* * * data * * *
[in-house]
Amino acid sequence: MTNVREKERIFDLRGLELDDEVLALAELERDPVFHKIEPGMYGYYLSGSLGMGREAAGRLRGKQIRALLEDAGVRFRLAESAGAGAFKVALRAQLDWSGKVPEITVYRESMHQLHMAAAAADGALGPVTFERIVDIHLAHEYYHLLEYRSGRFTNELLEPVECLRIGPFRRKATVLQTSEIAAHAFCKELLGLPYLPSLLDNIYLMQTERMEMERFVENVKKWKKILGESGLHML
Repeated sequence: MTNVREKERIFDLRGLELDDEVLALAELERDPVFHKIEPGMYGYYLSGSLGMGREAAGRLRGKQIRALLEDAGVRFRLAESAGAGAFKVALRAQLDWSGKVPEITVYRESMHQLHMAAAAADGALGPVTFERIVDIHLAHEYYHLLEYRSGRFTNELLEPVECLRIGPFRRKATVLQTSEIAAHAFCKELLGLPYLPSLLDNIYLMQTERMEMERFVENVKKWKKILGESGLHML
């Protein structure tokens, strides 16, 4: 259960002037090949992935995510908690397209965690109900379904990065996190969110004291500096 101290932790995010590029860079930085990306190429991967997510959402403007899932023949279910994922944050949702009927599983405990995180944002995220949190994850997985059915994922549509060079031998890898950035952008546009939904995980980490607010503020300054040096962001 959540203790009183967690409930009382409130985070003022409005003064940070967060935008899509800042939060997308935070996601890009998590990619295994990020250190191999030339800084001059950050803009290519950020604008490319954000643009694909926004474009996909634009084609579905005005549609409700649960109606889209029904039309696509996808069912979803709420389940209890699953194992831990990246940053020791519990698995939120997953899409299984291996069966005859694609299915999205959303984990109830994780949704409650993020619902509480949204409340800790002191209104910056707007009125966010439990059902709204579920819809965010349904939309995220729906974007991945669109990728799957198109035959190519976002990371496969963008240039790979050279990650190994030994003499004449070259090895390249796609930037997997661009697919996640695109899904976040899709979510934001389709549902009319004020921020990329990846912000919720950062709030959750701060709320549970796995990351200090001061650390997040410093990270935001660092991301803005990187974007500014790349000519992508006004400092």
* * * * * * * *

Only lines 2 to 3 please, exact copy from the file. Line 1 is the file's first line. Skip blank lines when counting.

Amino acid sequence: MTNVREKERIFDLRGLELDDEVLALAELERDPVFHKIEPGMYGYYLSGSLGMGREAAGRLRGKQIRALLEDAGVRFRLAESAGAGAFKVALRAQLDWSGKVPEITVYRESMHQLHMAAAAADGALGPVTFERIVDIHLAHEYYHLLEYRSGRFTNELLEPVECLRIGPFRRKATVLQTSEIAAHAFCKELLGLPYLPSLLDNIYLMQTERMEMERFVENVKKWKKILGESGLHML
Repeated sequence: MTNVREKERIFDLRGLELDDEVLALAELERDPVFHKIEPGMYGYYLSGSLGMGREAAGRLRGKQIRALLEDAGVRFRLAESAGAGAFKVALRAQLDWSGKVPEITVYRESMHQLHMAAAAADGALGPVTFERIVDIHLAHEYYHLLEYRSGRFTNELLEPVECLRIGPFRRKATVLQTSEIAAHAFCKELLGLPYLPSLLDNIYLMQTERMEMERFVENVKKWKKILGESGLHML